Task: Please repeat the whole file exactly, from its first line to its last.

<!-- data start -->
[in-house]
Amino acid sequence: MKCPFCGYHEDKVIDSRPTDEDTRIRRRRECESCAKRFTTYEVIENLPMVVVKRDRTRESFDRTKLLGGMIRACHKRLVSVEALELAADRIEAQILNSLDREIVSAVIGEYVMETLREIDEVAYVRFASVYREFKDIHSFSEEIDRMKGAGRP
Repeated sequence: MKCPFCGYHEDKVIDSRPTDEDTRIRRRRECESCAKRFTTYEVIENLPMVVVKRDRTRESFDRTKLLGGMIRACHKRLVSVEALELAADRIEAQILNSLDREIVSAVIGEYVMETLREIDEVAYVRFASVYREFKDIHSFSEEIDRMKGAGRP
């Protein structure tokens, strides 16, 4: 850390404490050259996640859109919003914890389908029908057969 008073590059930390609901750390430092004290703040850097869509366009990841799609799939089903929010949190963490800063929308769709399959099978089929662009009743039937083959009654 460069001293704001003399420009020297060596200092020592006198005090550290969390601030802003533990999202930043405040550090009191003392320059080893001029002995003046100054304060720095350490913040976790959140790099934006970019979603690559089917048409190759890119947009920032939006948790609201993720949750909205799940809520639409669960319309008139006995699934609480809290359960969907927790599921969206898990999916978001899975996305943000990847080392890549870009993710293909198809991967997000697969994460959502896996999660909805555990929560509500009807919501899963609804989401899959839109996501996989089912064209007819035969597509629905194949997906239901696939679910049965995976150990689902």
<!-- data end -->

[in-house]
Amino acid sequence: MKCPFCGYHEDKVIDSRPTDEDTRIRRRRECESCAKRFTTYEVIENLPMVVVKRDRTRESFDRTKLLGGMIRACHKRLVSVEALELAADRIEAQILNSLDREIVSAVIGEYVMETLREIDEVAYVRFASVYREFKDIHSFSEEIDRMKGAGRP
Repeated sequence: MKCPFCGYHEDKVIDSRPTDEDTRIRRRRECESCAKRFTTYEVIENLPMVVVKRDRTRESFDRTKLLGGMIRACHKRLVSVEALELAADRIEAQILNSLDREIVSAVIGEYVMETLREIDEVAYVRFASVYREFKDIHSFSEEIDRMKGAGRP
């Protein structure tokens, strides 16, 4: 850390404490050259996640859109919003914890389908029908057969 008073590059930390609901750390430092004290703040850097869509366009990841799609799939089903929010949190963490800063929308769709399959099978089929662009009743039937083959009654 460069001293704001003399420009020297060596200092020592006198005090550290969390601030802003533990999202930043405040550090009191003392320059080893001029002995003046100054304060720095350490913040976790959140790099934006970019979603690559089917048409190759890119947009920032939006948790609201993720949750909205799940809520639409669960319309008139006995699934609480809290359960969907927790599921969206898990999916978001899975996305943000990847080392890549870009993710293909198809991967997000697969994460959502896996999660909805555990929560509500009807919501899963609804989401899959839109996501996989089912064209007819035969597509629905194949997906239901696939679910049965995976150990689902």